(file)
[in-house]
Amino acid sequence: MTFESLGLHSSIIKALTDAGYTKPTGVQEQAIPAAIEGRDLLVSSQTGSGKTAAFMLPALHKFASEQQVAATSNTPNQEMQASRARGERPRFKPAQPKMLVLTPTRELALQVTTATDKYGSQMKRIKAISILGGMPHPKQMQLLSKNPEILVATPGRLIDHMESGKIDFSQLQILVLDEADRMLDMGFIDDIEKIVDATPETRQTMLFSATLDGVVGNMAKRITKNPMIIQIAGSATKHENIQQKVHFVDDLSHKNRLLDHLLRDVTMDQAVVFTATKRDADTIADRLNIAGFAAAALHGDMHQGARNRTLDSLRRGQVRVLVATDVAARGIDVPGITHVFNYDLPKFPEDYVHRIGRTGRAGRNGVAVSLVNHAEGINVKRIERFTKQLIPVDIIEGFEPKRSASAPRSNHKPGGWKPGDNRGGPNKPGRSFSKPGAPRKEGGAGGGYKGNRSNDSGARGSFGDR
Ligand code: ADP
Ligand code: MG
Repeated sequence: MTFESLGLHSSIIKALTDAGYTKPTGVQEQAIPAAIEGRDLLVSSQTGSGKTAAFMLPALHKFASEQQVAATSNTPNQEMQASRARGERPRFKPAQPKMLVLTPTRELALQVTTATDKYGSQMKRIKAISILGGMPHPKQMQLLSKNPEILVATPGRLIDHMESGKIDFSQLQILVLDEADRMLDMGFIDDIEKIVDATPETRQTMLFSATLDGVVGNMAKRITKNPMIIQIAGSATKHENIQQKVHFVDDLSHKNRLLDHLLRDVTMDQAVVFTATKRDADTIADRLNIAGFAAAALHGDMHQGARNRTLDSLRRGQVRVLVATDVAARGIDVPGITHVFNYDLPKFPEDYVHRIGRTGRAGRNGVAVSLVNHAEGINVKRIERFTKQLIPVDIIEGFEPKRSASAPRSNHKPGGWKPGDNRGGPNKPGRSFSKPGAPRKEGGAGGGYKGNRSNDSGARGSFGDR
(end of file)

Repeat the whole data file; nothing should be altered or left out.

[in-house]
Amino acid sequence: MTFESLGLHSSIIKALTDAGYTKPTGVQEQAIPAAIEGRDLLVSSQTGSGKTAAFMLPALHKFASEQQVAATSNTPNQEMQASRARGERPRFKPAQPKMLVLTPTRELALQVTTATDKYGSQMKRIKAISILGGMPHPKQMQLLSKNPEILVATPGRLIDHMESGKIDFSQLQILVLDEADRMLDMGFIDDIEKIVDATPETRQTMLFSATLDGVVGNMAKRITKNPMIIQIAGSATKHENIQQKVHFVDDLSHKNRLLDHLLRDVTMDQAVVFTATKRDADTIADRLNIAGFAAAALHGDMHQGARNRTLDSLRRGQVRVLVATDVAARGIDVPGITHVFNYDLPKFPEDYVHRIGRTGRAGRNGVAVSLVNHAEGINVKRIERFTKQLIPVDIIEGFEPKRSASAPRSNHKPGGWKPGDNRGGPNKPGRSFSKPGAPRKEGGAGGGYKGNRSNDSGARGSFGDR
Ligand code: ADP
Ligand code: MG
Repeated sequence: MTFESLGLHSSIIKALTDAGYTKPTGVQEQAIPAAIEGRDLLVSSQTGSGKTAAFMLPALHKFASEQQVAATSNTPNQEMQASRARGERPRFKPAQPKMLVLTPTRELALQVTTATDKYGSQMKRIKAISILGGMPHPKQMQLLSKNPEILVATPGRLIDHMESGKIDFSQLQILVLDEADRMLDMGFIDDIEKIVDATPETRQTMLFSATLDGVVGNMAKRITKNPMIIQIAGSATKHENIQQKVHFVDDLSHKNRLLDHLLRDVTMDQAVVFTATKRDADTIADRLNIAGFAAAALHGDMHQGARNRTLDSLRRGQVRVLVATDVAARGIDVPGITHVFNYDLPKFPEDYVHRIGRTGRAGRNGVAVSLVNHAEGINVKRIERFTKQLIPVDIIEGFEPKRSASAPRSNHKPGGWKPGDNRGGPNKPGRSFSKPGAPRKEGGAGGGYKGNRSNDSGARGSFGDR